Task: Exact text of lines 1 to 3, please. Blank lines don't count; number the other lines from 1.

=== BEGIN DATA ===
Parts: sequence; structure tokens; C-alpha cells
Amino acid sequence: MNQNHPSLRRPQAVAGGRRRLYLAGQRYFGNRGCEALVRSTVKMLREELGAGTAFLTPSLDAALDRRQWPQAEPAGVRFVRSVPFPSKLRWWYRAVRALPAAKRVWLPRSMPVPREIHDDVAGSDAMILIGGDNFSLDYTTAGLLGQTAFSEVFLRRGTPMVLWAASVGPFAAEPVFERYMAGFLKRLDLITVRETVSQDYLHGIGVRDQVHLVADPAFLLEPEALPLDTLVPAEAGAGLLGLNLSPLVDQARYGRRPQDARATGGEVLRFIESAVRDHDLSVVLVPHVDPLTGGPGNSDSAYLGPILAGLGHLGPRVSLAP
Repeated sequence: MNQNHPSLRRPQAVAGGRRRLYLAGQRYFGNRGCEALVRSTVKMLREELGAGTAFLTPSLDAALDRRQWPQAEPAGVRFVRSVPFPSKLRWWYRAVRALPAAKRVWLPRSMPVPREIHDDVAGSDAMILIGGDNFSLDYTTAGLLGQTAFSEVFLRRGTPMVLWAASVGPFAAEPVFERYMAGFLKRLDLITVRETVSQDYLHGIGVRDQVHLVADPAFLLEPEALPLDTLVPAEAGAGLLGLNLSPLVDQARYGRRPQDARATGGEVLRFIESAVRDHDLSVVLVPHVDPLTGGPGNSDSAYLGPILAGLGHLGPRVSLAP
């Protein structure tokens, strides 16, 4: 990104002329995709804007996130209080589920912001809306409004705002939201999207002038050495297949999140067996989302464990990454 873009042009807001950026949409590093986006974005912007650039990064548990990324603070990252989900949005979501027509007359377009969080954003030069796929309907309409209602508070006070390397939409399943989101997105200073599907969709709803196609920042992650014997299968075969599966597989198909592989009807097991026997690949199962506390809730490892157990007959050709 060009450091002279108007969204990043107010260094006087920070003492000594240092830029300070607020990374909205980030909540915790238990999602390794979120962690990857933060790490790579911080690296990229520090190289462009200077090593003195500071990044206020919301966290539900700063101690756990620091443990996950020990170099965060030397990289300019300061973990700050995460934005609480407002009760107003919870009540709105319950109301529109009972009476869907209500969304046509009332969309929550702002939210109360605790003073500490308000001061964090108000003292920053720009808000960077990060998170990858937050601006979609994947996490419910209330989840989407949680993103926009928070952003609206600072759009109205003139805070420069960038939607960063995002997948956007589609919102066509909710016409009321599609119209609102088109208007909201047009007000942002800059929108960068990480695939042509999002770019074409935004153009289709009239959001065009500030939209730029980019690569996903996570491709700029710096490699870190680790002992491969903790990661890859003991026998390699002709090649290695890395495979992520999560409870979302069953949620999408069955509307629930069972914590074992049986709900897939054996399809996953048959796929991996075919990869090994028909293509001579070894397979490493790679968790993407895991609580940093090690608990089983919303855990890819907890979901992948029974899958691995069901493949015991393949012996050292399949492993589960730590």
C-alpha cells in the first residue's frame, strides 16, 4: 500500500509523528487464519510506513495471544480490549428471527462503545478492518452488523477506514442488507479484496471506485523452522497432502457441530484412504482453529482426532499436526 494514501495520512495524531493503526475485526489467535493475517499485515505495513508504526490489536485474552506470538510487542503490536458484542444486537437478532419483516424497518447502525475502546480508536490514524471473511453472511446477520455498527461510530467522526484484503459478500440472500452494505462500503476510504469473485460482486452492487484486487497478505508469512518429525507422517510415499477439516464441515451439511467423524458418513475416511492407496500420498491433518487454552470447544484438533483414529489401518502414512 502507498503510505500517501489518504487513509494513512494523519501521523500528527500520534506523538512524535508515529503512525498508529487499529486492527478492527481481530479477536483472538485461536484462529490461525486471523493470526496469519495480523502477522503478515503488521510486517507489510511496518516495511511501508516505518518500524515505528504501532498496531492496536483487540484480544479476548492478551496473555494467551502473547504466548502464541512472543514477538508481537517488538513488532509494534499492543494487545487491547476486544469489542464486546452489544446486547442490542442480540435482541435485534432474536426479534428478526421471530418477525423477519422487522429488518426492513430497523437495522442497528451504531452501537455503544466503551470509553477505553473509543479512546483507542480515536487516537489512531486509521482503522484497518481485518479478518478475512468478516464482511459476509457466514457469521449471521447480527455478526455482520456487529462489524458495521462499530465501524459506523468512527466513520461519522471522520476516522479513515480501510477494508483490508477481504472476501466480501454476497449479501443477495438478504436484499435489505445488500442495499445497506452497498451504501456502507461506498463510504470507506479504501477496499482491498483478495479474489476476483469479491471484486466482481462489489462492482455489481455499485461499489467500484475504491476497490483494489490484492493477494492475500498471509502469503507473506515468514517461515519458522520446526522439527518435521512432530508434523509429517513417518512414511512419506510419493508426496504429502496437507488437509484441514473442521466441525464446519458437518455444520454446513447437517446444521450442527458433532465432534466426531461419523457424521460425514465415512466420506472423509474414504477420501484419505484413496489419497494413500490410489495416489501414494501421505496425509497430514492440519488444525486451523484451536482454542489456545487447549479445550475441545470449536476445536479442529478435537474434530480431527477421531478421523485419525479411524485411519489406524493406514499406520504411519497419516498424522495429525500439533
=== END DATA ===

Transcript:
Parts: sequence; structure tokens; C-alpha cells
Amino acid sequence: MNQNHPSLRRPQAVAGGRRRLYLAGQRYFGNRGCEALVRSTVKMLREELGAGTAFLTPSLDAALDRRQWPQAEPAGVRFVRSVPFPSKLRWWYRAVRALPAAKRVWLPRSMPVPREIHDDVAGSDAMILIGGDNFSLDYTTAGLLGQTAFSEVFLRRGTPMVLWAASVGPFAAEPVFERYMAGFLKRLDLITVRETVSQDYLHGIGVRDQVHLVADPAFLLEPEALPLDTLVPAEAGAGLLGLNLSPLVDQARYGRRPQDARATGGEVLRFIESAVRDHDLSVVLVPHVDPLTGGPGNSDSAYLGPILAGLGHLGPRVSLAP
Repeated sequence: MNQNHPSLRRPQAVAGGRRRLYLAGQRYFGNRGCEALVRSTVKMLREELGAGTAFLTPSLDAALDRRQWPQAEPAGVRFVRSVPFPSKLRWWYRAVRALPAAKRVWLPRSMPVPREIHDDVAGSDAMILIGGDNFSLDYTTAGLLGQTAFSEVFLRRGTPMVLWAASVGPFAAEPVFERYMAGFLKRLDLITVRETVSQDYLHGIGVRDQVHLVADPAFLLEPEALPLDTLVPAEAGAGLLGLNLSPLVDQARYGRRPQDARATGGEVLRFIESAVRDHDLSVVLVPHVDPLTGGPGNSDSAYLGPILAGLGHLGPRVSLAP